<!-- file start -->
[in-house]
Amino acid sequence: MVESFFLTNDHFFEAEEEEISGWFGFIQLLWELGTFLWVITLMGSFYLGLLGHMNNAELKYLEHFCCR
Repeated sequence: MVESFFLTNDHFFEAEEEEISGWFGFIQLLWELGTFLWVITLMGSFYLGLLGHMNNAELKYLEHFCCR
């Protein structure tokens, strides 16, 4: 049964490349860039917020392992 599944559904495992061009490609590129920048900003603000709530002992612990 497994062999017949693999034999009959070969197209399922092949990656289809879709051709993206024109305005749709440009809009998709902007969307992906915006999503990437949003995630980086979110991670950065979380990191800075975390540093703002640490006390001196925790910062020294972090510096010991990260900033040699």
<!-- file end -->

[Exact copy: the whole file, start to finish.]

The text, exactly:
[in-house]
Amino acid sequence: MVESFFLTNDHFFEAEEEEISGWFGFIQLLWELGTFLWVITLMGSFYLGLLGHMNNAELKYLEHFCCR
Repeated sequence: MVESFFLTNDHFFEAEEEEISGWFGFIQLLWELGTFLWVITLMGSFYLGLLGHMNNAELKYLEHFCCR
């Protein structure tokens, strides 16, 4: 049964490349860039917020392992 599944559904495992061009490609590129920048900003603000709530002992612990 497994062999017949693999034999009959070969197209399922092949990656289809879709051709993206024109305005749709440009809009998709902007969307992906915006999503990437949003995630980086979110991670950065979380990191800075975390540093703002640490006390001196925790910062020294972090510096010991990260900033040699």